Also, there are instances in the past year when we have done engagements with companies that have over 700 pieces of software. Smaller versions of this workshop can be done to convince stakeholders of the need for a design system, or when you have to make adjustments considering the scale of the organizations software suite. We have also done cut-ups using pre-existing style guides in larger, more mature organizations to help us see where we are all currently defining guide rails within the context of our own siloed product teams.

2. Do a Component Checklist

Again, ours was adapted from the worksheet that Nathan Curtis put together. We went a little more granular than he did in his and we also had to create an accompanying keynote presentation to introduce all the components to the attendees. We found it is still best to show an example of what we mean, even though the people in this meeting are mostly delivery folks (FEDs and Designers), product owners, and perhaps brand/marketing.


While participants are being shown what we mean by each of the checkboxes, we asked them to:

  1. Cross out at least two sections you think are unnecessary or unimportant for your applications.
  2. Check up to 25 components you feel are most important to include in the first version of the design system.
  3. Add a star by up to five important components that we should expect to spend extra effort getting right.

The process of giving participants a budget really allows us to create a clearer hierarchy of needs for the system.


Pages 1 and 2 of our Component Checklist; get a version of it here

Matt, one of our designers, arranged the components by order of complexity, moving from left to right. You will notice as well that we have some items that are pre-checked. Pre-checked items are simply things we infer will be part of the system by default and don’t ask participants to waste one of their precious checkmarks on that object.

After they strenuously re-allocate and prioritize at the end of the component demos, we then flip over the worksheet to page 2.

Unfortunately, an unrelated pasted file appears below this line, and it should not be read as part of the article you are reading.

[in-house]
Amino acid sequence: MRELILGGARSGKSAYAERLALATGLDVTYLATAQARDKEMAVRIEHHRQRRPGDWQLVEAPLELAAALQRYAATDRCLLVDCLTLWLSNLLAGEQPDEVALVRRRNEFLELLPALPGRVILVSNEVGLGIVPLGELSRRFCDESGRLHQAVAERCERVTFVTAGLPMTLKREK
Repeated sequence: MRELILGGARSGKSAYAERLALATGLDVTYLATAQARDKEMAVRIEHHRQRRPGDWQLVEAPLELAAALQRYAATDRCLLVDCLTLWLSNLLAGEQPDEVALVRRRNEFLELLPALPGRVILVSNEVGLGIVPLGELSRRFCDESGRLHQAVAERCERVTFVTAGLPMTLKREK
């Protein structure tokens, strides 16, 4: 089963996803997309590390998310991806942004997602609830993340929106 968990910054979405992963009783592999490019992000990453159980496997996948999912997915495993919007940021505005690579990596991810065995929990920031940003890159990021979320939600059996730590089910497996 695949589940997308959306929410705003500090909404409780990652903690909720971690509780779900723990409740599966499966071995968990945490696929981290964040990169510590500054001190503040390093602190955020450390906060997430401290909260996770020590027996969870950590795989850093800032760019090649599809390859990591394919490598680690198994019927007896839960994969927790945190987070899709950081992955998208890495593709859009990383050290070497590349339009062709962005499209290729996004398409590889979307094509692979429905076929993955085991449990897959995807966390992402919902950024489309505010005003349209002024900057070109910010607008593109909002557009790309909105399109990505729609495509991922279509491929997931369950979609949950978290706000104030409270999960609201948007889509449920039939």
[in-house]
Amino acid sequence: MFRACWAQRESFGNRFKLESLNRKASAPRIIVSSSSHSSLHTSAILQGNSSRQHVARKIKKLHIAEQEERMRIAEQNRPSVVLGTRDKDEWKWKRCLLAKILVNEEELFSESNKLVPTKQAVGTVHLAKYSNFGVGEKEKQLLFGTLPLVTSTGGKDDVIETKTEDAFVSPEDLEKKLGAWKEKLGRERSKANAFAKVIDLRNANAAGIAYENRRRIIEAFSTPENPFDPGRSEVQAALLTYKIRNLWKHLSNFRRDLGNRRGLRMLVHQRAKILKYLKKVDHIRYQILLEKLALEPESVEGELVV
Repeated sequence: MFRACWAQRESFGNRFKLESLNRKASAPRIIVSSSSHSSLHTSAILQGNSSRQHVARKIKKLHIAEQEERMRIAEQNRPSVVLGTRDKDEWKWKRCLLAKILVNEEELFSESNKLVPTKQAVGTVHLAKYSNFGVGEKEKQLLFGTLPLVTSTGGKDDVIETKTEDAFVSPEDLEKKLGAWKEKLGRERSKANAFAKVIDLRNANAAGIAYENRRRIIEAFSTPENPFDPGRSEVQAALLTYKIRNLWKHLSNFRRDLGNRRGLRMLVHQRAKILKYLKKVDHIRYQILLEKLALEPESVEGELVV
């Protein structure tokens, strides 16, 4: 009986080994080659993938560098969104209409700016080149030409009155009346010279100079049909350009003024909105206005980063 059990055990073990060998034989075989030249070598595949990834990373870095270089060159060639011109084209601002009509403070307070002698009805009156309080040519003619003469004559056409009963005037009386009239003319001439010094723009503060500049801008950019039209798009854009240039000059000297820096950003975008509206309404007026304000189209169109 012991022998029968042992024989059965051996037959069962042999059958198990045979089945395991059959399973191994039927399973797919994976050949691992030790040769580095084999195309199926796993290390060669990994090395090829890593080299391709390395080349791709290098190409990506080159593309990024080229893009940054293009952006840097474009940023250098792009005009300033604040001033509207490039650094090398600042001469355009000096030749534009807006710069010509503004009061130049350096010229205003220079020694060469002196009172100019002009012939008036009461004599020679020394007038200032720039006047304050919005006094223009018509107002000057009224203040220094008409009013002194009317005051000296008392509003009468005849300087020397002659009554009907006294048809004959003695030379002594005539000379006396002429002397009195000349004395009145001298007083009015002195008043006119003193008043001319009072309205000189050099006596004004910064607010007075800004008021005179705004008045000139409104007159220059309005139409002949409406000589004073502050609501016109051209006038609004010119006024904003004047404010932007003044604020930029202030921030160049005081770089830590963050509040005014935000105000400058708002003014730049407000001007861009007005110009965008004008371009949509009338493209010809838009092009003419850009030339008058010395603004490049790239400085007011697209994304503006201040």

Page 2, Section 2
Page 2, Section 2

On page 2, section 2, participants are encouraged to check off (separate from their budgeted checks from the front) a series of additional considerations and complexity needs.

Page 2, Section 3
Page 2, Section 3

Page 2, section 3 allows them to give us guidance on the site that will house all the components once they are developed.

Page 2, Section 4
Page 2, Section 4

And in section 4, we ask participants to identify and prioritize the products, even though we may know them and perhaps have seen demos at this point. The goal is to help identify candidates that may be ripe for immediate consumption of the design system. Lastly, we ask them to identify any and all people we should be communicating with along the way. These aren’t always stakeholders; it may be someone in brand, a designer whose input is imperative but that isn’t on the project, or even someone in sales that sells the software out as a service to others.

In Conclusion

The output of the two workshops directly informs the backlog for the design system. The cut-up gives us visibility on how you are doing things today, the range in which your enterprise does things differently from a functionality perspective, and the level of complexity that the component needs to accommodate. The checklist allows us to weigh necessities next to aspirations, and gives us more of an idea around how much time we will need to devote to delivering each component. Both generate excitement about the engagement, and are a great step to getting the teams aligned on a common goal. It gives a clear trail of bread crumbs into what informed the backlog, gives us a basis for discussing time needed for each component, and even gives us insight into future releases of the system.